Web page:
April? Camping? But not as you know it!
Liz Bird a freelance travel writer for The Times, headed to Pembrokeshire in April for a spot of family camping.
The prospect of camping in Great Britain at Easter would normally fill me with dread. But my husband and two daughters (10-year old Eleanor and Bea, 8) had none of those qualms as we arrived at Fforest, set in 200 acres a few miles south of Cardigan, on a drizzly April day with our friends. And that’s because we weren’t just staying in a bog standard canvas tent but had booked a Campshack, a new concept in luxury camping ideal for two families or a group of friends holidaying together.
When it was sunny, we sat on our elevated wooden deck and soaked up the rays, had a barbecue and drank in the views of the Preseli hills as the kids built a den in the woods. When it rained, we retreated to our cosy 'Shack', a sort of posh hut with a woodburning cooker that kept the room wonderfully warm, a fully equipped kitchen (with electricity and running water) and a long table where we ate, played board games and generally put the world to rights.
And the creature comforts didn’t stop when we went to bed. On each side of the shack are two bell tents with comfy beds and super warm sleeping bags. The only slight discomfort was the one-minute walk to one of the world’s most stylish (and eco-friendly) campsite toilet blocks, complete with power showers. We passed some of Fforest's equally cutting-edge camping accommodation: geodesic domes. These light-filled, space-age looking tents come with wood floors, proper beds adorned with gorgeous Welsh blankets, solar lights and that all-important woodburning stove. Situated on a raised wooden deck, they also have a covered cooking and eating area with everything you need.
Whatever accommodation you choose at Fforest, no one has to worry about making breakfast; it's included in the price. Each morning we headed to the Lodge, the hub of the campsite, where we tucked into homemade granola, fresh bread and local eggs and chatted to other guests around the long table next to the woodburner.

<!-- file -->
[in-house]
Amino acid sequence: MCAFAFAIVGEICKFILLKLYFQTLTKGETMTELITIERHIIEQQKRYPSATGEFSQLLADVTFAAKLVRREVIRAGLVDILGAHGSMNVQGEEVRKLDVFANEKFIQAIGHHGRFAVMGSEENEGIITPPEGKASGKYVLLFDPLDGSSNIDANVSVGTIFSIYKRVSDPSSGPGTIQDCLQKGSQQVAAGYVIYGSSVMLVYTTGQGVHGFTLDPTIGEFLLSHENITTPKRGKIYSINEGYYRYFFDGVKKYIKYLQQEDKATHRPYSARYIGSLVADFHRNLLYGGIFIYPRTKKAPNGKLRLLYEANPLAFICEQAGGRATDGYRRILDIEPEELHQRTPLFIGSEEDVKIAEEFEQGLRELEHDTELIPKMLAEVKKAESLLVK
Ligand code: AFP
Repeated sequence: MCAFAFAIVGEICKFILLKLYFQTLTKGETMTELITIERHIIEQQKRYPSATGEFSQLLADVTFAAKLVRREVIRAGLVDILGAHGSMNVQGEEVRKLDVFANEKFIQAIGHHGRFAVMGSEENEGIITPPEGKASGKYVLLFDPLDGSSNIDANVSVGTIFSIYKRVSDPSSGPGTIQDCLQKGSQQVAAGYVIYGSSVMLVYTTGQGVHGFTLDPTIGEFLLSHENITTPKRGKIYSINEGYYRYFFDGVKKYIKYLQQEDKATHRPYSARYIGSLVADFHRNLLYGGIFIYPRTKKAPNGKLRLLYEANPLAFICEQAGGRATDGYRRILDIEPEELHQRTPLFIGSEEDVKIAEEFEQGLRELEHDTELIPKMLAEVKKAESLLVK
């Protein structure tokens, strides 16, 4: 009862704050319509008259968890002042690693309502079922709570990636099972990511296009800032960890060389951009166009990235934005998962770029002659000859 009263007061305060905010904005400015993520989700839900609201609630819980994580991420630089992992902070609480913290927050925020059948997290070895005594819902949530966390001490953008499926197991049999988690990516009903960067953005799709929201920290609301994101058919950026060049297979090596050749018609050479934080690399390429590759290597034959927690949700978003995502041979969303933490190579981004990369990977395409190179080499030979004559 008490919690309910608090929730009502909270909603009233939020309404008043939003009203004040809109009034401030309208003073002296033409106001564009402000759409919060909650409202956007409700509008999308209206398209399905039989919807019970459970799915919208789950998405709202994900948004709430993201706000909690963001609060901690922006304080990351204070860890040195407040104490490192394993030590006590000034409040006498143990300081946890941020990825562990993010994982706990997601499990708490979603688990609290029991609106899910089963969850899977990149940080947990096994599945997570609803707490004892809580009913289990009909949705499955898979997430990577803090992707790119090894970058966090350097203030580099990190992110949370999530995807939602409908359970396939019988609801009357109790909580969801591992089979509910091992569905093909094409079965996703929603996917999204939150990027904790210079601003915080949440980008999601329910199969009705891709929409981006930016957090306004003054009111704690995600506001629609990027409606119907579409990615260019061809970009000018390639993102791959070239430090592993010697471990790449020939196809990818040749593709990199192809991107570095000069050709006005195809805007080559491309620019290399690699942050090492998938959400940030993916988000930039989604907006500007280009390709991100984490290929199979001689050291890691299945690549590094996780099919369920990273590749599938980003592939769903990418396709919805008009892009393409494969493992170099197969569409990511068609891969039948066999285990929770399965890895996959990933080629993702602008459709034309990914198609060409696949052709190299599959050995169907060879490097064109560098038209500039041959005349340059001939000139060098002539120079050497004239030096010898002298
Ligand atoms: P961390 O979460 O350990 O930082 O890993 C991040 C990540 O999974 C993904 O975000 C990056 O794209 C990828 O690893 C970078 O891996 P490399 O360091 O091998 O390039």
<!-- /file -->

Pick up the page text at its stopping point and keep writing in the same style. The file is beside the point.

Fforest's friendly staff arranged some superb activities including canoeing along the nearby River Teifi Gorge where we kept our eyes peeled for kingfishers and otters before mooring beneath the ruined Cilgerran Castle to skim stones. But our most memorable day was coasteering. After donning winter wetsuits, we jumped into the water, climbed up rocks – some of us even leapt 20ft from a cliff into the brilliantly blue sea - along Pembrokeshire's spectacular coastline.
After warming up in Fforest's wood-fired sauna, we sipped local cider and recounted the day's adventures with other guests in the tiny 200-year-old stone-built pub. At the end of the evening, we didn’t have to worry about retiring to a chilly tent as our woodburner had kept everything toasty warm.
In Britain, whatever the weather, a little bit of Fforest-style luxury makes the prospect of the great outdoors that little bit more attractive.
Looking for other camping options? how about 6 cool campsites with cracking coastal views or inspire your imagination with unusual places to lay your head in Pembrokeshire.
Camping is not just for summer!